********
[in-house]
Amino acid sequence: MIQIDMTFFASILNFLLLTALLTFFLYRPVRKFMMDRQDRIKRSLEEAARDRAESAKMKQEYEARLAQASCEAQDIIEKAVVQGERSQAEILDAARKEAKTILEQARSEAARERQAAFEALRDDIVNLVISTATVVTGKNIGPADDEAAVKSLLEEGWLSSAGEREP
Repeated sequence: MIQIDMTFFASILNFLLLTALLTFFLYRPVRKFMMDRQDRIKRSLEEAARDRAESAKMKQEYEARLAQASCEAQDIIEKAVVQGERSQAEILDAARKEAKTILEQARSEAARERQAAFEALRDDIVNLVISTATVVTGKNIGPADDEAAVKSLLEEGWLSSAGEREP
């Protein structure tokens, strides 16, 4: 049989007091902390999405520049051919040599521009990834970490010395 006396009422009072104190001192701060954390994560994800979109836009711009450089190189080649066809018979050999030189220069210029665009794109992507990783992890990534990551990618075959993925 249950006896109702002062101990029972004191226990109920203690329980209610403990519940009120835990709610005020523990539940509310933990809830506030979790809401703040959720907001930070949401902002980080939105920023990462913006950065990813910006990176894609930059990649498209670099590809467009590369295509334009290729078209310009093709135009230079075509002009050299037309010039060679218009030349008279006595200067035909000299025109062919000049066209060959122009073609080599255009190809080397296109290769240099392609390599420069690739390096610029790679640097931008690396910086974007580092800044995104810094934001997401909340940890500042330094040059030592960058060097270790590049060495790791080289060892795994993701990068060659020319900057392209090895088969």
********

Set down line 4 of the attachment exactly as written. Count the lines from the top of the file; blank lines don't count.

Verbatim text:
């Protein structure tokens, strides 16, 4: 049989007091902390999405520049051919040599521009990834970490010395 006396009422009072104190001192701060954390994560994800979109836009711009450089190189080649066809018979050999030189220069210029665009794109992507990783992890990534990551990618075959993925 249950006896109702002062101990029972004191226990109920203690329980209610403990519940009120835990709610005020523990539940509310933990809830506030979790809401703040959720907001930070949401902002980080939105920023990462913006950065990813910006990176894609930059990649498209670099590809467009590369295509334009290729078209310009093709135009230079075509002009050299037309010039060679218009030349008279006595200067035909000299025109062919000049066209060959122009073609080599255009190809080397296109290769240099392609390599420069690739390096610029790679640097931008690396910086974007580092800044995104810094934001997401909340940890500042330094040059030592960058060097270790590049060495790791080289060892795994993701990068060659020319900057392209090895088969």